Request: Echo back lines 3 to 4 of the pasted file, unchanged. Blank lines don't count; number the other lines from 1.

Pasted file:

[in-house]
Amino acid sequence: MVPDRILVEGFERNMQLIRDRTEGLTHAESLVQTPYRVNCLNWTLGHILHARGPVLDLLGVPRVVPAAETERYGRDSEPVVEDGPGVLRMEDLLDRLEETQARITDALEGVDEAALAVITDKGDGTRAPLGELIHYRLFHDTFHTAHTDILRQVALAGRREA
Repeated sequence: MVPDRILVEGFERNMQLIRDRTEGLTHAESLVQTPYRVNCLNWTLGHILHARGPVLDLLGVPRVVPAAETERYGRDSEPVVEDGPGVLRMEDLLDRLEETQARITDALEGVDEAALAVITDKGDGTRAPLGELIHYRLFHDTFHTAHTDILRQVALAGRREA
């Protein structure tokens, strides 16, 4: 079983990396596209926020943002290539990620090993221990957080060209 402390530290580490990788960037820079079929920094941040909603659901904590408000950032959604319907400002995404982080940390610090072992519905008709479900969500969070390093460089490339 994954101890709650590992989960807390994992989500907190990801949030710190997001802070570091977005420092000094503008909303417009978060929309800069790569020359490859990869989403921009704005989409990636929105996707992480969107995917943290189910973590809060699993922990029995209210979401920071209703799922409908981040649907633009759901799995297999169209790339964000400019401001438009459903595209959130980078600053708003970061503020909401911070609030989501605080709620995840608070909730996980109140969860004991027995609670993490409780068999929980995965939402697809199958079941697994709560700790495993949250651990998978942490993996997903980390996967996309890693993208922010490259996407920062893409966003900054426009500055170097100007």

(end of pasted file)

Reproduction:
Repeated sequence: MVPDRILVEGFERNMQLIRDRTEGLTHAESLVQTPYRVNCLNWTLGHILHARGPVLDLLGVPRVVPAAETERYGRDSEPVVEDGPGVLRMEDLLDRLEETQARITDALEGVDEAALAVITDKGDGTRAPLGELIHYRLFHDTFHTAHTDILRQVALAGRREA
């Protein structure tokens, strides 16, 4: 079983990396596209926020943002290539990620090993221990957080060209 402390530290580490990788960037820079079929920094941040909603659901904590408000950032959604319907400002995404982080940390610090072992519905008709479900969500969070390093460089490339 994954101890709650590992989960807390994992989500907190990801949030710190997001802070570091977005420092000094503008909303417009978060929309800069790569020359490859990869989403921009704005989409990636929105996707992480969107995917943290189910973590809060699993922990029995209210979401920071209703799922409908981040649907633009759901799995297999169209790339964000400019401001438009459903595209959130980078600053708003970061503020909401911070609030989501605080709620995840608070909730996980109140969860004991027995609670993490409780068999929980995965939402697809199958079941697994709560700790495993949250651990998978942490993996997903980390996967996309890693993208922010490259996407920062893409966003900054426009500055170097100007």